POLITICS

Nick Clegg In Desperate Plea For Party Unity Following Calls For Resignation

14/09/2013 16:36 BST
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LONDON, ENGLAND - MAY 22: Deputy Prime Minister Nick Clegg speaks during a press conference at Admiralty House on May 22, 2013 in London, England. Mr Clegg spoke to members of the media about his Liberal Democrat party and the coalition with the Conservative party ahead of the next general election in 2015. (Photo by Dan Kitwood/Getty Images)

Nick Clegg will today issue a rallying call for party unity during the opening of the Lib Dem conference in Glasgow.

The plea will follow a senior Liberal Democrat publicly calling for him to resign and the resignation of a senior party member.

Clegg will today urge his party to treat each other "honestly and with respect" in a call for members to be proud of their record in government.

The comments come less than a week after former minister Sarah Teather said she was quitting as a Liberal Democrat lawmaker because the coalition government’s policies on welfare and immigration made her “catastrophically depressed.”

But Clegg has insisted his party should feel nothing but pride.

"When the debates are over and the speeches have finished I want you to join me in getting back out there and telling everyone this: We are the party of fairness. We are the party of freedom. And, yes, we are the party of jobs," he will say.

"We decided, together, to go into government. People who don’t understand us like to call debate division. I think it’s debates that give us our unity."

However Lib Dem peer Matthew Oakeshott, a close ally of Vince Cable and a former Treasury spokesman for the Lib Dems, has called for Clegg to quit.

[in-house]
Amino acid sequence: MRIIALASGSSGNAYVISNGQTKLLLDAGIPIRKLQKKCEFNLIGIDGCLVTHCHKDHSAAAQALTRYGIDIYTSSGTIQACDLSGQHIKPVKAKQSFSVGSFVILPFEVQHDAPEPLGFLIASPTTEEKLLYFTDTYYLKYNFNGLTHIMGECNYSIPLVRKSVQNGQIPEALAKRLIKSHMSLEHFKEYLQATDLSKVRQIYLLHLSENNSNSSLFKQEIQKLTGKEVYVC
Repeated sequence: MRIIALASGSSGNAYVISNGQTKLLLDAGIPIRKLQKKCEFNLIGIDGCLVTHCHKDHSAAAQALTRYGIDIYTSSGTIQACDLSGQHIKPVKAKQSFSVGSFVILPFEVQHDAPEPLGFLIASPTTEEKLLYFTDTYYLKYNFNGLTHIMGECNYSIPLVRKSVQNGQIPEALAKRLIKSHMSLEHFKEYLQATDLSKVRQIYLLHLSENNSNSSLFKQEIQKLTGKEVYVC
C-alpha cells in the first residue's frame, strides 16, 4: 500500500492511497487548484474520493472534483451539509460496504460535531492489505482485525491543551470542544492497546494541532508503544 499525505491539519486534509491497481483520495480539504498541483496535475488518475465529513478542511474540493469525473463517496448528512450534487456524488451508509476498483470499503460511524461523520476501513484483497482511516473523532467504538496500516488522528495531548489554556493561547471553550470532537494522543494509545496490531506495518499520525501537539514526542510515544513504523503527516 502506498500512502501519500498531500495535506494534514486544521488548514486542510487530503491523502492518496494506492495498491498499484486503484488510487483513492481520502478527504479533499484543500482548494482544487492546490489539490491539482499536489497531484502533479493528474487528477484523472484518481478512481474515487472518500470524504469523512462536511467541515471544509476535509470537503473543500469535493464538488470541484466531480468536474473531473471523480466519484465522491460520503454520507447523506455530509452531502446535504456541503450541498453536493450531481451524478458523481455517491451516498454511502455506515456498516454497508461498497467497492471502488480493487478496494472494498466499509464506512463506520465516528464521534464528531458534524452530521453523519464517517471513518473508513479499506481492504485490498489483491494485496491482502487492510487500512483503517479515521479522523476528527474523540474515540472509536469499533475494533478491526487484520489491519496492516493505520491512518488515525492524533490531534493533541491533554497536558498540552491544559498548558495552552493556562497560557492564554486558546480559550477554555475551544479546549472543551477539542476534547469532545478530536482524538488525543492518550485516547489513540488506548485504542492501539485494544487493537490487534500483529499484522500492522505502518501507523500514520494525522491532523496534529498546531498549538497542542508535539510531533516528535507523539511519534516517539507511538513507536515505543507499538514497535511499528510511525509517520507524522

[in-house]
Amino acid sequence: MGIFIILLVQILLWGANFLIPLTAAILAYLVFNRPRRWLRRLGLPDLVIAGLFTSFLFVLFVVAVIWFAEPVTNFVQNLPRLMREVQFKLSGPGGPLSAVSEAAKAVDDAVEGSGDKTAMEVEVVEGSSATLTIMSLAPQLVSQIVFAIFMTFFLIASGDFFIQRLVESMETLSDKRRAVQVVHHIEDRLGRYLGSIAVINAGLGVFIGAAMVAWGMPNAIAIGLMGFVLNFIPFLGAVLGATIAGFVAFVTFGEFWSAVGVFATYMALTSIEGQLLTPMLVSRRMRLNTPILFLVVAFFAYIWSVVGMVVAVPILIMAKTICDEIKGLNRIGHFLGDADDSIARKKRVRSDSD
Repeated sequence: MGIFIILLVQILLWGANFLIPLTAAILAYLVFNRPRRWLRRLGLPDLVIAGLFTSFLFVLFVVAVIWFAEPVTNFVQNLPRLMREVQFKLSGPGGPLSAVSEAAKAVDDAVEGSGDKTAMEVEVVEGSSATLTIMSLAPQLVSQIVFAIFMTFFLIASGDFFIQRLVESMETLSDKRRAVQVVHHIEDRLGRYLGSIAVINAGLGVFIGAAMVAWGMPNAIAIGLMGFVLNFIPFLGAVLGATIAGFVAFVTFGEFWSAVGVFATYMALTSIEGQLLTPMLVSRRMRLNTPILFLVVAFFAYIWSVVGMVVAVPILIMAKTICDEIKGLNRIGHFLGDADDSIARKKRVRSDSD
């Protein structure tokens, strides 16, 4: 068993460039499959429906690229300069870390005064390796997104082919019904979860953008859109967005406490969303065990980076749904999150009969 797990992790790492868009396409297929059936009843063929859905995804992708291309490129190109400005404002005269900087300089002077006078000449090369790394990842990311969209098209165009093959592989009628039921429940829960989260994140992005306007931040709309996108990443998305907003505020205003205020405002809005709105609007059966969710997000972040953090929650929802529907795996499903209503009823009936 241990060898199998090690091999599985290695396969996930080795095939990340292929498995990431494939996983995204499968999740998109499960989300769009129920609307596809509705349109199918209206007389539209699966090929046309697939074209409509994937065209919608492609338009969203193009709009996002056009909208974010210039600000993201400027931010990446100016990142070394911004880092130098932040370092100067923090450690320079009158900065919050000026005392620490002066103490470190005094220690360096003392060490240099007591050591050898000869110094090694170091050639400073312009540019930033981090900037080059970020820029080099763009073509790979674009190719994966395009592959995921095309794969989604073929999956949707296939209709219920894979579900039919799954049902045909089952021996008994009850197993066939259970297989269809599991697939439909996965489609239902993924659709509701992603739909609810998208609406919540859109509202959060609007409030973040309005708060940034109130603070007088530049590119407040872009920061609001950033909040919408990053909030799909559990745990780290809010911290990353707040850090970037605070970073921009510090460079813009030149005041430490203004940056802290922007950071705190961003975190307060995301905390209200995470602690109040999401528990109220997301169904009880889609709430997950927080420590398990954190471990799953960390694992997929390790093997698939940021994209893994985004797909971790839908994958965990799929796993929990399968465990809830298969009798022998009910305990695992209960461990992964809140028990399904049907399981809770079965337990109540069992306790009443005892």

Earlier this week he argued the party's poor poll ratings mean Clegg should be replaced by Cable.

"Let's be objective - we have to accept that Nick's ratings are very poor and have been for a long time," he said in an interview with The House magazine.

"You've got to be frank that his ratings are down at levels which if you go back were only seen by Mrs Thatcher shortly before she left and Michael Foot. It's nothing personal, you've got to look at the facts."

But the senior Lib Dem peer has been branded an attention seeker who failed to lift a finger to help during the Eastleigh by-election by former party leader Paddy Ashdown.

Speaking to The Huffington Post UK, Lord Ashdown said the comments from his colleague in the House of Lords were predictable.

"I saw a wonderful tweet today on the subject, which says 'in autumn the leaves fall, the swallows leave and Matthew Oakeshott flaps in squawking from cloud-cuckoo land'," he said.

Clegg, too, dismissed Oakeshott's criticisms of his leadership. The deputy prime minister told LBC radio on Friday morning: "He tends to always do so like clockwork at this time of year. When it's conference and the weather turns bad, up pops Matthew Oakeshott with some disobliging remarks about me."

However, it emerged today that three quarters of voters will not support the Liberal Democrat party whatever it does.

An unpublished internal party poll revealed the party has haemorrhaged support since the formation of the coalition Government.

A survey of the party's supporters showed nearly half believed Clegg was taking it in the wrong direction and the deputy prime minister acknowledged this week on LBC Radio that it was "unlikely" his party would win a majority at the next general election.

A YouGov poll published on the eve of the Lib Dem conference in Glasgow also showed the party continued to trail behind Ukip, in fourth place in the polls - garnering just 8% of public support compared to 13% for Ukip.